Is This Why the Priest Wears Purple?

Is This Why the Priest Wears Purple? November 30, 2015
Photo Credit; Fr. Lawrence Lew, O.P.
Photo Credit; Fr. Lawrence Lew, O.P.

There’s a power-packed G.K. Chesterton quote about the Catholic Church being the greatest antidote to the modern world. I like the quote so much because there’s a deep ring of truth in there, gospel truth.

See, it’s simple: As Christians Christ called us to live in the world but not be a product of it.

The Catholic Church, says Chesterton, is bar none the best way of pulling this off.

The best way to live in a fallen world without falling for it.

Chesterton observed this in the course of a lifetime that saw a militant atheist reformed as an Anglican and finally arrive home, he says, as an English Roman Catholic. How odd.

But Chesterton observed the world around him—secular and religious—and this was his conclusion.

And, what sometimes seems like a million years later, his observations couldn’t be more true.

As a Catholic, even a recent convert, I’ve become accustomed to the sight of a man in a robe. A near dress.

In fact, in my experience of the humblingly beautiful Latin Mass I’m pretty sure the ordinate lace vestments are actually considered dresses by those that humbly don them.

With that in mind, I’ve often wondered what the reaction would be of my Evangelical friends, in an Evangelical context, if the pastor strode up to the front of the church for his sermon wearing the same ornate liturgical purples that we saw this weekend at Mass.

Dumb-founded?

I’m genuinely curious.

But as accustomed as I’ve become to seeing a male, in leadership, wearing what amounts to a kind of purple dress I’m not meant to grow accustomed. None of us are. And that’s the point.

Purple vestments (which herald the season of Advent) signify something—in this case they announce something incredible—and they’re meant to shake us out of the world.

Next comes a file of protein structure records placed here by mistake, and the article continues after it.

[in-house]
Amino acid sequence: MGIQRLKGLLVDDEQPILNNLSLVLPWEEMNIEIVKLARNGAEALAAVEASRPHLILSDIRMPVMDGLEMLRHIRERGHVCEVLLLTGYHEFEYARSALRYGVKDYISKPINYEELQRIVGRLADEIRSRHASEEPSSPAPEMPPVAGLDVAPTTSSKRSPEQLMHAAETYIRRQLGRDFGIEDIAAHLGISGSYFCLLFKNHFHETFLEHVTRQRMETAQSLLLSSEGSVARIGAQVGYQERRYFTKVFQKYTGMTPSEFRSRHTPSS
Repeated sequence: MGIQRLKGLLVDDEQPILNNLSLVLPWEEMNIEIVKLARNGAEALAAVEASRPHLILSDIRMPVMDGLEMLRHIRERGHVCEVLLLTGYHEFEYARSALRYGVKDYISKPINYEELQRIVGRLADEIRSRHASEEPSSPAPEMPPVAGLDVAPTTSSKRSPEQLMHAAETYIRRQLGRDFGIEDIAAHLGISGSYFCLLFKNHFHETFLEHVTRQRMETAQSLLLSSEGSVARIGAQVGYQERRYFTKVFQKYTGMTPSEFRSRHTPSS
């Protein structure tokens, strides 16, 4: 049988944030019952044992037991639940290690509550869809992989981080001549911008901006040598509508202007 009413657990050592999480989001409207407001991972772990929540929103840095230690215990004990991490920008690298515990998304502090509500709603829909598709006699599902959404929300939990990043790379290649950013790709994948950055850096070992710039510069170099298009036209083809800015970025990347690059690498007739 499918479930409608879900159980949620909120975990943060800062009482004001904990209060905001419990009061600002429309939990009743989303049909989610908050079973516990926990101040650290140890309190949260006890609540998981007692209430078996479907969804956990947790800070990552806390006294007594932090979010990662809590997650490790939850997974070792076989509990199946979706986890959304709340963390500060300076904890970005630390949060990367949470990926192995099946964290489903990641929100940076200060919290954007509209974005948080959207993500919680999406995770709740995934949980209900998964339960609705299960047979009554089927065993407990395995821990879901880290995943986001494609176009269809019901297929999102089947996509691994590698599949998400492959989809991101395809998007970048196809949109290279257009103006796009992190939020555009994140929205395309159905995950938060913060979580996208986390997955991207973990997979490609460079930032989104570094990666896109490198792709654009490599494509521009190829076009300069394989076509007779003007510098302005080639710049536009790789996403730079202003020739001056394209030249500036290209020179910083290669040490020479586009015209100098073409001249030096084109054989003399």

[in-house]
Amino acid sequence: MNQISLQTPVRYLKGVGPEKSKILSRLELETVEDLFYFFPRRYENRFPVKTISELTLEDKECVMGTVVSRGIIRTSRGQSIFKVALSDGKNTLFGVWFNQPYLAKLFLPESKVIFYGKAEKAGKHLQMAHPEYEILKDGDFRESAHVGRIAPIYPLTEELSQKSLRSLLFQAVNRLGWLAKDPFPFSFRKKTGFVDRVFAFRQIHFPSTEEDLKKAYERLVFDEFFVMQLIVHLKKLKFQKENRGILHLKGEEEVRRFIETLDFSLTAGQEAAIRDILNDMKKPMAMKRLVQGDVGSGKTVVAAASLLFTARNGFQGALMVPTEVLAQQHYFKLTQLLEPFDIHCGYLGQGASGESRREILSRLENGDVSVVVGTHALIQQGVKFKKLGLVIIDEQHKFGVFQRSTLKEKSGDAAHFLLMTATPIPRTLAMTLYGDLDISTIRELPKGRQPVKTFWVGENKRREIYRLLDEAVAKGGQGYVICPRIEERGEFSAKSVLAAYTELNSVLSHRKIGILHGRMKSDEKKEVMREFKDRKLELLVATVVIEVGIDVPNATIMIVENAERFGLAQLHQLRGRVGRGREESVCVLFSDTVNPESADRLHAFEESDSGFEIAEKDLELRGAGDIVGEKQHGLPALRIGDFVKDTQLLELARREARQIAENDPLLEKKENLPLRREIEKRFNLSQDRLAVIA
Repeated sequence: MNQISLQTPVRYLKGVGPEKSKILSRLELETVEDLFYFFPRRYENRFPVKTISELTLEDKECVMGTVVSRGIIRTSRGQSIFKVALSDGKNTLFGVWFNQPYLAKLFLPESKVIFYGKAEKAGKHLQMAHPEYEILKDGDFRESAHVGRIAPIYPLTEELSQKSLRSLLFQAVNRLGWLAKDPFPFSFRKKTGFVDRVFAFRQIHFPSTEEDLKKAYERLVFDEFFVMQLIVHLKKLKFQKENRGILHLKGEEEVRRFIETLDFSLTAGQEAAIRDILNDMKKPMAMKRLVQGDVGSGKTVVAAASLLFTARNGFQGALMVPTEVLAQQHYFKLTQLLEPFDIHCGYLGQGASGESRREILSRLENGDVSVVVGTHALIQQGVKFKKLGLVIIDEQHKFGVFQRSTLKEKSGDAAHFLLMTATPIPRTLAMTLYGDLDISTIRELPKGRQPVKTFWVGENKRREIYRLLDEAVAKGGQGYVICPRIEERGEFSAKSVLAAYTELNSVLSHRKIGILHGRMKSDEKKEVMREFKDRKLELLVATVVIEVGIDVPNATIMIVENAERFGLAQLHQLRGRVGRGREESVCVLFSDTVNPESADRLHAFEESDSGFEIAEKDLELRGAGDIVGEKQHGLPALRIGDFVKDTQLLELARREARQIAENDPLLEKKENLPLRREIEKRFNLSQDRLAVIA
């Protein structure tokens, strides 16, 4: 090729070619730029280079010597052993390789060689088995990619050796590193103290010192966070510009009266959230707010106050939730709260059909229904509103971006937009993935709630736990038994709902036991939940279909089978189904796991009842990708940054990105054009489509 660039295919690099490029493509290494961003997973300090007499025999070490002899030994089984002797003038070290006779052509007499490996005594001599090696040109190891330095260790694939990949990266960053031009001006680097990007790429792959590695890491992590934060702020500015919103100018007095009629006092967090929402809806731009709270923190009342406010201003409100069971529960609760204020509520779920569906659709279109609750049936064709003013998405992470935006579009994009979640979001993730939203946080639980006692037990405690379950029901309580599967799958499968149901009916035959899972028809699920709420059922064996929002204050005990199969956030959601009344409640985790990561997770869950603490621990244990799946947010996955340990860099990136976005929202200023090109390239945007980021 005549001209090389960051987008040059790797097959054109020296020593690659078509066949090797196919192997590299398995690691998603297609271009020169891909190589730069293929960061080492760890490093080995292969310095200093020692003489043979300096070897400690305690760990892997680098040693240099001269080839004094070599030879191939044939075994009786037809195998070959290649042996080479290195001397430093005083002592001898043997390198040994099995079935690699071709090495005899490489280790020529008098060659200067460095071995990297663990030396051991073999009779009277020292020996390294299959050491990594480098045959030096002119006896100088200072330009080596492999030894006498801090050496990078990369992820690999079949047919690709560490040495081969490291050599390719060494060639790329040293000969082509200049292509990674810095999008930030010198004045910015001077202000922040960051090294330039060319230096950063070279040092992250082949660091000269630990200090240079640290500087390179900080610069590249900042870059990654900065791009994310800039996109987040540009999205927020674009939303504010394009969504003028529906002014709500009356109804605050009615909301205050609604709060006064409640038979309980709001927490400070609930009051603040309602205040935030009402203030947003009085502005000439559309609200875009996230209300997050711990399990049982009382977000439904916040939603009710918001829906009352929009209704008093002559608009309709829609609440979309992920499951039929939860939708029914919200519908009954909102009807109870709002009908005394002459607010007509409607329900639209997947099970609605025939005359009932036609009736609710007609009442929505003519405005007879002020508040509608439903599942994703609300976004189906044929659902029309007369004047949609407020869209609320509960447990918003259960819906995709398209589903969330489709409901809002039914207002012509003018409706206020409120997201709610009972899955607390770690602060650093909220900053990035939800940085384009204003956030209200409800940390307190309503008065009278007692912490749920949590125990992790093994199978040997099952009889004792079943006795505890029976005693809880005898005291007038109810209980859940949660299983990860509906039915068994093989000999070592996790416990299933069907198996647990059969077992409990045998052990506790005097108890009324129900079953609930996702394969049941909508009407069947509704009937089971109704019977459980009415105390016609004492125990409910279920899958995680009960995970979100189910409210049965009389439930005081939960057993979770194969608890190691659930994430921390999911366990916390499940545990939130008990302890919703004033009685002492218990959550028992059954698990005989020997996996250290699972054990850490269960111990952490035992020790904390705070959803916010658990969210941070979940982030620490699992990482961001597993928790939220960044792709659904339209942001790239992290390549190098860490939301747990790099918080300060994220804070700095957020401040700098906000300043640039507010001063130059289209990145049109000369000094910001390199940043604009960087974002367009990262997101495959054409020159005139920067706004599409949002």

This, in part, is why the priest wears purple.

The priest, and all parts of the Catholic Mass, with its roots firmly planted in the very beginnings of Christianity, are meant to, for the moment, remove us from the world and transport us to be cheek to cheek with the heavenly hosts around the altar in Heaven.

Before our Lord.

In the same way, this is why, in part, our Catholic Churches were built to be so ornate. This is why there is sometimes (not enough) incense and bells and gaudy organ music.

We are being transported out of this world and into another (although I hope the organs in Heaven are a bit more in tune).

Certainly there are those that with the Catholic Church were, itself, more “in tune” with secular society and, in ways, especially in understanding how to reach out, improvements and prayers are sorely needed. But we don’t want, on balance, a more worldly Catholic Church. That’s besides the point.

The Catholic Church with its purples and incense and bells is, in our post-post-modern secular context, becoming so otherworldly it strains to be recognized. And this is its strength. This is what we ought to champion; this is the Catholic Church I want to hold up for others to say, “See, there’s a Christian life that’s not of this world!”

This, I think, is why the priest wears purple.

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